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Mutations in the MESP2 gene cause spondylothoracic dysostosis/Jarcho-Levin syndrome.

Cornier A.S., Staehling-Hampton K., Delventhal K.M., Saga Y., Caubet J.-F., Sasaki N., Ellard S., Young E., Ramirez N., Carlo S.E., Torres J., Emans J.B., Turnpenny P.D., Pourquie O.

Spondylothoracic dysostosis (STD), also known as Jarcho-Levin syndrome (JLS), is an autosomal-recessive disorder characterized by abnormal vertebral segmentation and defects affecting spine formation, with complete bilateral fusion of the ribs at the costovertebral junction producing a "crab-like" configuration of the thorax. The shortened spine and trunk can severely affect respiratory function during early childhood. The condition is prevalent in the Puerto Rican population, although it is a panethnic disorder. By sequencing a set of candidate genes involved in mouse segmentation, we identified a recessive E103X nonsense mutation in the mesoderm posterior 2 homolog (MESP2) gene in a patient, of Puerto Rican origin and from the Boston area, who had been diagnosed with STD/JLS. We then analyzed 12 Puerto Rican families with STD probands for the MESP2 E103X mutation. Ten patients were homozygous for the E103X mutation, three patients were compound heterozygous for a second nonsense mutation, E230X, or a missense mutation, L125V, which affects a conserved leucine residue within the bHLH region. Thus, all affected probands harbored the E103X mutation. Our findings suggest a founder-effect mutation in the MESP2 gene as a major cause of the classical Puerto Rican form of STD/JLS.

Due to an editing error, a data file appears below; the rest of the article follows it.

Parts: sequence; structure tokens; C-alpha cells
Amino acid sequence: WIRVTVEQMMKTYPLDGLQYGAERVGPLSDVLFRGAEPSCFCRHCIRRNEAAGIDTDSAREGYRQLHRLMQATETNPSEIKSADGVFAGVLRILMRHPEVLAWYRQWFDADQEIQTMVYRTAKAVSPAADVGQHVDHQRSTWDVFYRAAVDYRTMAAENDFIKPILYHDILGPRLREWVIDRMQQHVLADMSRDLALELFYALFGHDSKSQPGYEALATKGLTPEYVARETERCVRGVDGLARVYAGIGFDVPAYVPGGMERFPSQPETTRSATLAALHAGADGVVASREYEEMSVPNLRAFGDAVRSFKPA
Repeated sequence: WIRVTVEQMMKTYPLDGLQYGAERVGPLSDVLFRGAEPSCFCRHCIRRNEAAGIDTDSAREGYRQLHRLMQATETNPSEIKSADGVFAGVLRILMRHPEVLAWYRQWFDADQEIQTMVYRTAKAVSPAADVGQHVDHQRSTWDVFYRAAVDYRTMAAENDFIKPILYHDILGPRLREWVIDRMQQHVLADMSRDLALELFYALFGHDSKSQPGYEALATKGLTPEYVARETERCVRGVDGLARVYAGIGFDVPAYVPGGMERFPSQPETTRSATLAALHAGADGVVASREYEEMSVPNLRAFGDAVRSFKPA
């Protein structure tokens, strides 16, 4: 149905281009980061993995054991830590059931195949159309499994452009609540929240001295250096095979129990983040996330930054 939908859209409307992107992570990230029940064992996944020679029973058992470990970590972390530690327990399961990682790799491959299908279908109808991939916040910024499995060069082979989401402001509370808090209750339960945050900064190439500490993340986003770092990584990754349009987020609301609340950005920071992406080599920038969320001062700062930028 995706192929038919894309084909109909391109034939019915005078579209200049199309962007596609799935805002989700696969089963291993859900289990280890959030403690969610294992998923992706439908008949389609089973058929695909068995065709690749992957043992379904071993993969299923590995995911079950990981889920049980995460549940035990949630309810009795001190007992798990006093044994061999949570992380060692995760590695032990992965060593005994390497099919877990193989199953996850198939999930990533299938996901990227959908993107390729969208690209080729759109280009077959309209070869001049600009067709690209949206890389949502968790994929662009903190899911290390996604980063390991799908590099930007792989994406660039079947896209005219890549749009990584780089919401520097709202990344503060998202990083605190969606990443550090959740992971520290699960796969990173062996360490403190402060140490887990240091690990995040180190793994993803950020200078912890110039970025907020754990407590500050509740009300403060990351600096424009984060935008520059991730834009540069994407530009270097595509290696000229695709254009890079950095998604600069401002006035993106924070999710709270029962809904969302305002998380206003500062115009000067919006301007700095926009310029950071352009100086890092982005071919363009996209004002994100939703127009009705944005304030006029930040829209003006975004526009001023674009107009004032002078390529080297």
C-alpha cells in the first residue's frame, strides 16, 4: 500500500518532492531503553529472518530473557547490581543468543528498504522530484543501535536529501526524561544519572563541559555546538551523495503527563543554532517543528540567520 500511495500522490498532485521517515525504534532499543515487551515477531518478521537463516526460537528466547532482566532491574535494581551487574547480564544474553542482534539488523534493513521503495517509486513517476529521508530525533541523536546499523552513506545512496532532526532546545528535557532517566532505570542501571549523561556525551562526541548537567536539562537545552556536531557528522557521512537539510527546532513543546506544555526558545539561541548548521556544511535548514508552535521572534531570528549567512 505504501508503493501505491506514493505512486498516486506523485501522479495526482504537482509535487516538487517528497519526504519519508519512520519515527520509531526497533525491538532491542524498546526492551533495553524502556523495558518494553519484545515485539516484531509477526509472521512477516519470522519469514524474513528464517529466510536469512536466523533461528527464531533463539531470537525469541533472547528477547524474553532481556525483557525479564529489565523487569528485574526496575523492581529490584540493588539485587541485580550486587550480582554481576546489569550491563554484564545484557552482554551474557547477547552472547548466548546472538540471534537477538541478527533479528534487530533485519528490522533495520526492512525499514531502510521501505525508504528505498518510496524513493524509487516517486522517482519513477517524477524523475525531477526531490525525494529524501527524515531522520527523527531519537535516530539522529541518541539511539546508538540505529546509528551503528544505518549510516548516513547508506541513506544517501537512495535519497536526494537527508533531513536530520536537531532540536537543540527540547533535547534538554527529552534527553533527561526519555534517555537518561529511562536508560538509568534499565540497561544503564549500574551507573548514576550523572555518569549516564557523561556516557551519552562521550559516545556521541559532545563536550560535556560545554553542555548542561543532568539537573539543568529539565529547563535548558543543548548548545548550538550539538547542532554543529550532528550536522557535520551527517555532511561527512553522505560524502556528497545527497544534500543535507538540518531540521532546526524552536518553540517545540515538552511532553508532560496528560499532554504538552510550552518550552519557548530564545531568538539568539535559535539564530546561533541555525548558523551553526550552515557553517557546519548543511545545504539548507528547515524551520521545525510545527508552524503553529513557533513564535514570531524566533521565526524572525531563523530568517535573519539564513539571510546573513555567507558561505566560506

Am. J. Hum. Genet. 82:1334-1341(2008) [PubMed] [Europe PMC]